Gene Upshaw brought the same intensity to his position as head of the NFL players' union as he did to his role as an offensive guard for the Raiders, writes John Clayton for ESPN. "He talked tough and conceded little," says Clayton, crediting Upshaw and his unforgettable "We are the game" speeches of the 1980s for getting a revenue share for players—albeit after devastating strikes—and making them partners rather than just cogs.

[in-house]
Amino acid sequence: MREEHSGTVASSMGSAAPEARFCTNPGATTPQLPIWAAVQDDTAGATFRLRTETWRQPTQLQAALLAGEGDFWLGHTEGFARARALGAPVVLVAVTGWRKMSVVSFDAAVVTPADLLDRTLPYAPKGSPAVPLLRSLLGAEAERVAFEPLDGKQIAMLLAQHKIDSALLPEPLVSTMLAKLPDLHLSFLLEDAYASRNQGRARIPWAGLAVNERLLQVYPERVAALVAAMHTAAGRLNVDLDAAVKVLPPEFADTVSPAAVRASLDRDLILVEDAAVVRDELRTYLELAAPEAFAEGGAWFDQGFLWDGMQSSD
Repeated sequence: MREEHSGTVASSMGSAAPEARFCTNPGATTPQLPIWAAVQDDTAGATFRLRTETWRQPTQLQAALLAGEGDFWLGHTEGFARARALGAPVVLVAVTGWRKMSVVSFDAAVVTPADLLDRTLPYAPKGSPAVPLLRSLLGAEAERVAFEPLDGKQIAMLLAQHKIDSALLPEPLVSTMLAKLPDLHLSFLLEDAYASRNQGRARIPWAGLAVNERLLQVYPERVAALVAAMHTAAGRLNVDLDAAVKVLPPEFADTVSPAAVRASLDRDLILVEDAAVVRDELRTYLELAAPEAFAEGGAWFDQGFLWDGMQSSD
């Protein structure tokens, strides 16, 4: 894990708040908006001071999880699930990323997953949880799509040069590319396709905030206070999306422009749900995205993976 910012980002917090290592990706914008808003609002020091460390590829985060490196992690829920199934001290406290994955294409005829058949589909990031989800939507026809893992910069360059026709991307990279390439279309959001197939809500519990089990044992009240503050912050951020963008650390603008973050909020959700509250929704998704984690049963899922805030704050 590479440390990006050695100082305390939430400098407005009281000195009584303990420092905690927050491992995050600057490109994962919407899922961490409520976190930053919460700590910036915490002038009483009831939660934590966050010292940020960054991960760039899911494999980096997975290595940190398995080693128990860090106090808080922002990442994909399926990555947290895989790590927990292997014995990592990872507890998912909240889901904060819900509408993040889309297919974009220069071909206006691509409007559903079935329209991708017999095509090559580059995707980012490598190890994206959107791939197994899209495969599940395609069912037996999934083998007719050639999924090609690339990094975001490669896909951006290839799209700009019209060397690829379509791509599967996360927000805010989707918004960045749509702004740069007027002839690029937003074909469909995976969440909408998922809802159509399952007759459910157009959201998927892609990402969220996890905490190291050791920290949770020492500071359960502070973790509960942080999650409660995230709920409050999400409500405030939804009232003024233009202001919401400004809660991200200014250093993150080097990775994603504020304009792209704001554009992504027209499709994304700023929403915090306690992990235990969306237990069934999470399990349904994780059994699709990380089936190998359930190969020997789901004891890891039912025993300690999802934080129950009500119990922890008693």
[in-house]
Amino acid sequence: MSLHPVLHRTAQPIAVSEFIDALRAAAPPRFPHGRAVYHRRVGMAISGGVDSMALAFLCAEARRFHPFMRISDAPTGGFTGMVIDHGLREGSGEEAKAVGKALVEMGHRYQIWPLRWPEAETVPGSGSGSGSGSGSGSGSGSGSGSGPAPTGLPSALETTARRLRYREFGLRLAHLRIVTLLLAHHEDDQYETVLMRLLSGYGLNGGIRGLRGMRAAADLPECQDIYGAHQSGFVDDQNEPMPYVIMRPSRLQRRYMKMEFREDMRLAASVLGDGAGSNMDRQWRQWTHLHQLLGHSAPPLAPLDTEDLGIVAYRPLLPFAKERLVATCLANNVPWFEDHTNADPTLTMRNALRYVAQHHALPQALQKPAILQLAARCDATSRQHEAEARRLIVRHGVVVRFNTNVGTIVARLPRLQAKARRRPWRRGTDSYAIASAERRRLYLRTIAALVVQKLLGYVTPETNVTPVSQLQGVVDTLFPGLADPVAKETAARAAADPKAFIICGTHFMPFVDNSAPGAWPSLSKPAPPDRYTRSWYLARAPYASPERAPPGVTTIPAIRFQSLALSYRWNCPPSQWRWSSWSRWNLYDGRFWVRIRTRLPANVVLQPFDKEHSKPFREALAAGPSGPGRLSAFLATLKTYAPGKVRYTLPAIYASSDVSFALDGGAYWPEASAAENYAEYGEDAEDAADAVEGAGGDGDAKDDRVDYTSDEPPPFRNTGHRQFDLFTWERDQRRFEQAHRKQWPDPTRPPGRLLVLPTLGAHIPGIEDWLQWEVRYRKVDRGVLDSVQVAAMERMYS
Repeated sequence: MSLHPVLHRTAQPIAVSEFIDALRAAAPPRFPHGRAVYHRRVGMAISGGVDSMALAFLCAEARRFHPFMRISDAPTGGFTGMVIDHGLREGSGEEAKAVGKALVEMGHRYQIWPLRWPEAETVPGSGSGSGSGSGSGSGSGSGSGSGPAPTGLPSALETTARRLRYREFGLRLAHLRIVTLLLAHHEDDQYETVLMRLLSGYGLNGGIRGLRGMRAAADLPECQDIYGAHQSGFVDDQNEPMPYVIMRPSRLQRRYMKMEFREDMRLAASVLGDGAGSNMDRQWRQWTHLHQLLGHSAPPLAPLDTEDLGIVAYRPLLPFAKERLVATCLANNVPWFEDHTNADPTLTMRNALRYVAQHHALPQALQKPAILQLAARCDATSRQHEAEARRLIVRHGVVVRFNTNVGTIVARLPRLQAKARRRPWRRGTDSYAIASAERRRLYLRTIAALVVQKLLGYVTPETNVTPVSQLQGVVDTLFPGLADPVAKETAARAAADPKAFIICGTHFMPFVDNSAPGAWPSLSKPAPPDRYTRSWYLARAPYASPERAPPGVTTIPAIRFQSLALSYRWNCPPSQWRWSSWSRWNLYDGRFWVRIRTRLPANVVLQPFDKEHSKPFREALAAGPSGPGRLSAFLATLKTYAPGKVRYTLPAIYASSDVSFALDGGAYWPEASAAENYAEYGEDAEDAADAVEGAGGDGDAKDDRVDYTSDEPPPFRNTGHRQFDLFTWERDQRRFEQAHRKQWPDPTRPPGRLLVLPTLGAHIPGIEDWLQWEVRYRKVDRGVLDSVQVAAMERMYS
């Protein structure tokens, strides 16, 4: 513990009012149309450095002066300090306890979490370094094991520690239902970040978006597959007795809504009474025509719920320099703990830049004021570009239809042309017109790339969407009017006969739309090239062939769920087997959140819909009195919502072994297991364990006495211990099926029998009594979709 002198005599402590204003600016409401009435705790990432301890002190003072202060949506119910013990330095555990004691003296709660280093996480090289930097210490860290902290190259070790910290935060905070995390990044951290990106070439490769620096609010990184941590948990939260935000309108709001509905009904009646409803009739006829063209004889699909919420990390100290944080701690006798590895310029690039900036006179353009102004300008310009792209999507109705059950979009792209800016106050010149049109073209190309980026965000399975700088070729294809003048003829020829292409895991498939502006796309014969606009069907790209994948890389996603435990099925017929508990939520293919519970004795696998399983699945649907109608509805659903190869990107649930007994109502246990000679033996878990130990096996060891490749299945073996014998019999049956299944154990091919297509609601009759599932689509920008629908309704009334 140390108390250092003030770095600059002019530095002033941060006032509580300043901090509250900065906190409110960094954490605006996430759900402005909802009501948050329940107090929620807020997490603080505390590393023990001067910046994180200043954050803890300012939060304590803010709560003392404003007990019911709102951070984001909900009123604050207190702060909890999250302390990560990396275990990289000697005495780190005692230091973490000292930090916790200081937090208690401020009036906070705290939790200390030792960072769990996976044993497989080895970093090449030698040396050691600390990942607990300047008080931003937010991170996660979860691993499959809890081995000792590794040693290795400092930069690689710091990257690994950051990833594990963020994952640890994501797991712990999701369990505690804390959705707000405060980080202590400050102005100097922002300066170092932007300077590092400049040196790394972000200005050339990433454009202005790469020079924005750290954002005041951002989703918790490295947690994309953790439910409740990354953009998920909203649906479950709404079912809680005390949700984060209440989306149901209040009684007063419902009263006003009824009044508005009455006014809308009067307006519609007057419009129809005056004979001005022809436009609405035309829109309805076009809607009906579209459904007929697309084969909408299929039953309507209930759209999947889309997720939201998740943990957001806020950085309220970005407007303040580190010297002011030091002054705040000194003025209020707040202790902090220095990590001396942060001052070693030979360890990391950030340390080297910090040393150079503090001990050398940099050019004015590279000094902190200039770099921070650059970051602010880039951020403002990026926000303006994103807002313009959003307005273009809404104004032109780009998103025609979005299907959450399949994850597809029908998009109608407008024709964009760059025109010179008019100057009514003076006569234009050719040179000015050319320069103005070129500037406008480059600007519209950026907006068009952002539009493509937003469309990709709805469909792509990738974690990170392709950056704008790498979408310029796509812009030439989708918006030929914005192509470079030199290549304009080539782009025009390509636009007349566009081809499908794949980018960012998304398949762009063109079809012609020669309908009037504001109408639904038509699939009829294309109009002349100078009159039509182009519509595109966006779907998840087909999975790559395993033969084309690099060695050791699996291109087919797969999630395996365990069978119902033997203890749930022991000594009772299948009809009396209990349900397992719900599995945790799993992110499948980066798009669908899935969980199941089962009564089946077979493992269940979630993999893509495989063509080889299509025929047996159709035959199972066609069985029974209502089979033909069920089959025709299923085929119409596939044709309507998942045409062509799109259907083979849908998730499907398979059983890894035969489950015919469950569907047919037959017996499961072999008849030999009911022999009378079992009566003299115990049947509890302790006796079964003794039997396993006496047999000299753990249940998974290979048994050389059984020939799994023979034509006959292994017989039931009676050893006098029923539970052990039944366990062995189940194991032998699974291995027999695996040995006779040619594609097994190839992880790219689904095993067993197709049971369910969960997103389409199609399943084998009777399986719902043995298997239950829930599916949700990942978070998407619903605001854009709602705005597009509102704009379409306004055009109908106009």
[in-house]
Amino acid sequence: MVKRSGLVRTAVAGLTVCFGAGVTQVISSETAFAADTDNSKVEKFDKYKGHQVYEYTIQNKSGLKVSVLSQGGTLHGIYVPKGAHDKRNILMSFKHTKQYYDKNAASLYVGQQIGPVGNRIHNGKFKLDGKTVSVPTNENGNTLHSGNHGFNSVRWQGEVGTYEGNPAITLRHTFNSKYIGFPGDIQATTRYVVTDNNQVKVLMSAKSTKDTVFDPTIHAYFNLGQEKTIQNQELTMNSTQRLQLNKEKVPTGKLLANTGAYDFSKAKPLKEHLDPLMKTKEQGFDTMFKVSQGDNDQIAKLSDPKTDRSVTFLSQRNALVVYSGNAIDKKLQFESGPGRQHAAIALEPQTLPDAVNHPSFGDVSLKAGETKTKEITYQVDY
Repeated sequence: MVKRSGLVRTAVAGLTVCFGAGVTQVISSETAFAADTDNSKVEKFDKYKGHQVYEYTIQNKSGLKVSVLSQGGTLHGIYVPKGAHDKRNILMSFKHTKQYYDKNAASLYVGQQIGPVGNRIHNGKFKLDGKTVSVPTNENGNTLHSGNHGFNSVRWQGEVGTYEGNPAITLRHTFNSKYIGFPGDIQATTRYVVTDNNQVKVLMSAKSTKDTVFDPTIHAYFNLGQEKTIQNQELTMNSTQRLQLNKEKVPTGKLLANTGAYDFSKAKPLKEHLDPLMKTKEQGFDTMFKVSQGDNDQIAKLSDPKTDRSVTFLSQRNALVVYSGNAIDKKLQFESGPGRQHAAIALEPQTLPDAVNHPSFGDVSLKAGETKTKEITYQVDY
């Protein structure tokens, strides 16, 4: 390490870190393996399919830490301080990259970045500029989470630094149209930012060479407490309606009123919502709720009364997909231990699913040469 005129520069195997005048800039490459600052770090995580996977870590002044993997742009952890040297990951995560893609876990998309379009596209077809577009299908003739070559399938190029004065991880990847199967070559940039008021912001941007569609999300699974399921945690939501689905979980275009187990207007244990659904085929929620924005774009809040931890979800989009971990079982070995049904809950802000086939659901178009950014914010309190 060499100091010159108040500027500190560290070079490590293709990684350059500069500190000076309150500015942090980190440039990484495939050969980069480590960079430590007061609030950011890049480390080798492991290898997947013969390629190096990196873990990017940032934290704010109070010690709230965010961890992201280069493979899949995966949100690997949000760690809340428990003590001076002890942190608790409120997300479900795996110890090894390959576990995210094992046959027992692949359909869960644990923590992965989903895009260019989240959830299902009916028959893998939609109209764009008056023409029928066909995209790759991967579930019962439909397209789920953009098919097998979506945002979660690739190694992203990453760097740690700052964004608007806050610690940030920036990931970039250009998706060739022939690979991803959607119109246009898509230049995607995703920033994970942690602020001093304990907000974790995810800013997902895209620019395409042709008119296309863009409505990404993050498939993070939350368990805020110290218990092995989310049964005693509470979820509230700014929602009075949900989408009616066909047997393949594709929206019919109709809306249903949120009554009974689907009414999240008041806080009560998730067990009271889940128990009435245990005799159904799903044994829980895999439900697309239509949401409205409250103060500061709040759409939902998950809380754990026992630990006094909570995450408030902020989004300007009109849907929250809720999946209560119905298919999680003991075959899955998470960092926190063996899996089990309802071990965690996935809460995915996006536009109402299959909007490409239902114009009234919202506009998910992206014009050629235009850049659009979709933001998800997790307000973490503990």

Still, he did not put players' interest above the game. He battled owners but worked ably with them once labor peace arrived, and he will be tough to replace. "Without Upshaw, the NFL is like a quarterback vulnerable to a blind-side blitz," writes Upshaw. "There is no succession plan for the NFLPA. The plan for getting future labor peace was in Upshaw's mind because he had all the relationships and all the background to get a deal done."